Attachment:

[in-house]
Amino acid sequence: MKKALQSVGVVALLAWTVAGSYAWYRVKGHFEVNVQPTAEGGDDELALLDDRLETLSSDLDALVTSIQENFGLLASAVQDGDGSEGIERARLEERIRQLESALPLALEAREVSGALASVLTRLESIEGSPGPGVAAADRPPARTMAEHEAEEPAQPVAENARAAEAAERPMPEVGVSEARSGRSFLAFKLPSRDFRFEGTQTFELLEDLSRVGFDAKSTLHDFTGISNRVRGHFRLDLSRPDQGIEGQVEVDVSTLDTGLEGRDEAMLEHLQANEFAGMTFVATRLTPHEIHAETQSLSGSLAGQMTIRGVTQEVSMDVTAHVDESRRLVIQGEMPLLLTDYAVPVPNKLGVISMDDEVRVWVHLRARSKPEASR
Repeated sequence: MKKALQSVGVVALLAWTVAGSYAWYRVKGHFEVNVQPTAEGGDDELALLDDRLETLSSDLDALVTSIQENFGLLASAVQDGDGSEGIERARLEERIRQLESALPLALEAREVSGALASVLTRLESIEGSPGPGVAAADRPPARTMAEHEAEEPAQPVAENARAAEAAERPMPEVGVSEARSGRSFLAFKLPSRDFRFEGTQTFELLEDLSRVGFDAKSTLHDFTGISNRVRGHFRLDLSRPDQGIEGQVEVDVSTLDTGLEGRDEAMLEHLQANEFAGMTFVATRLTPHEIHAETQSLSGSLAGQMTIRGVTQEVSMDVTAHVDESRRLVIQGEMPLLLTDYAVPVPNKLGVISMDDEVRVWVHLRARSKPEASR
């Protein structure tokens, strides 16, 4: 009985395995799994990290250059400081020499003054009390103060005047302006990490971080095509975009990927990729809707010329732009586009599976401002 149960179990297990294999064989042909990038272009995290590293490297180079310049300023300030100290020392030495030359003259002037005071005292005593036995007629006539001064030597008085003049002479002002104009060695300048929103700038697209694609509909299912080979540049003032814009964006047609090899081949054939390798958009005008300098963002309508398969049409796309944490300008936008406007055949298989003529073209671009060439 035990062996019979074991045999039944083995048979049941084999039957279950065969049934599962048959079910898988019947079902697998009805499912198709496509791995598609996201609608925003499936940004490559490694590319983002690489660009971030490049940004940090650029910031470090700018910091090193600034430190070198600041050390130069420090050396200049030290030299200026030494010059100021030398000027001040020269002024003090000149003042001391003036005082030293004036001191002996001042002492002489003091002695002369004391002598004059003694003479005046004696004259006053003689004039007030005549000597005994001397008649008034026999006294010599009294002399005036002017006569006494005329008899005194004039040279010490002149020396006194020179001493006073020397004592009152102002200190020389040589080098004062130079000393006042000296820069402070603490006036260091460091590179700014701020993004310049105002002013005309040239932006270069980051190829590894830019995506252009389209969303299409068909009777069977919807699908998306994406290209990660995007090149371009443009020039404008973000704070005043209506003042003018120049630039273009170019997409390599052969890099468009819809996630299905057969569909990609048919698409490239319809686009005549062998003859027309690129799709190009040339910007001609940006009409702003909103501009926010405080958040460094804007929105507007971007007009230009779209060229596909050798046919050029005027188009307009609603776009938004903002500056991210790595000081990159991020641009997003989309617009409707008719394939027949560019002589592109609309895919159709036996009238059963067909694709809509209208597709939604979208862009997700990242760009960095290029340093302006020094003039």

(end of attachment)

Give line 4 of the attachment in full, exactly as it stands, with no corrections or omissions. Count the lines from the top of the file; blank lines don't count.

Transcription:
């Protein structure tokens, strides 16, 4: 009985395995799994990290250059400081020499003054009390103060005047302006990490971080095509975009990927990729809707010329732009586009599976401002 149960179990297990294999064989042909990038272009995290590293490297180079310049300023300030100290020392030495030359003259002037005071005292005593036995007629006539001064030597008085003049002479002002104009060695300048929103700038697209694609509909299912080979540049003032814009964006047609090899081949054939390798958009005008300098963002309508398969049409796309944490300008936008406007055949298989003529073209671009060439 035990062996019979074991045999039944083995048979049941084999039957279950065969049934599962048959079910898988019947079902697998009805499912198709496509791995598609996201609608925003499936940004490559490694590319983002690489660009971030490049940004940090650029910031470090700018910091090193600034430190070198600041050390130069420090050396200049030290030299200026030494010059100021030398000027001040020269002024003090000149003042001391003036005082030293004036001191002996001042002492002489003091002695002369004391002598004059003694003479005046004696004259006053003689004039007030005549000597005994001397008649008034026999006294010599009294002399005036002017006569006494005329008899005194004039040279010490002149020396006194020179001493006073020397004592009152102002200190020389040589080098004062130079000393006042000296820069402070603490006036260091460091590179700014701020993004310049105002002013005309040239932006270069980051190829590894830019995506252009389209969303299409068909009777069977919807699908998306994406290209990660995007090149371009443009020039404008973000704070005043209506003042003018120049630039273009170019997409390599052969890099468009819809996630299905057969569909990609048919698409490239319809686009005549062998003859027309690129799709190009040339910007001609940006009409702003909103501009926010405080958040460094804007929105507007971007007009230009779209060229596909050798046919050029005027188009307009609603776009938004903002500056991210790595000081990159991020641009997003989309617009409707008719394939027949560019002589592109609309895919159709036996009238059963067909694709809509209208597709939604979208862009997700990242760009960095290029340093302006020094003039």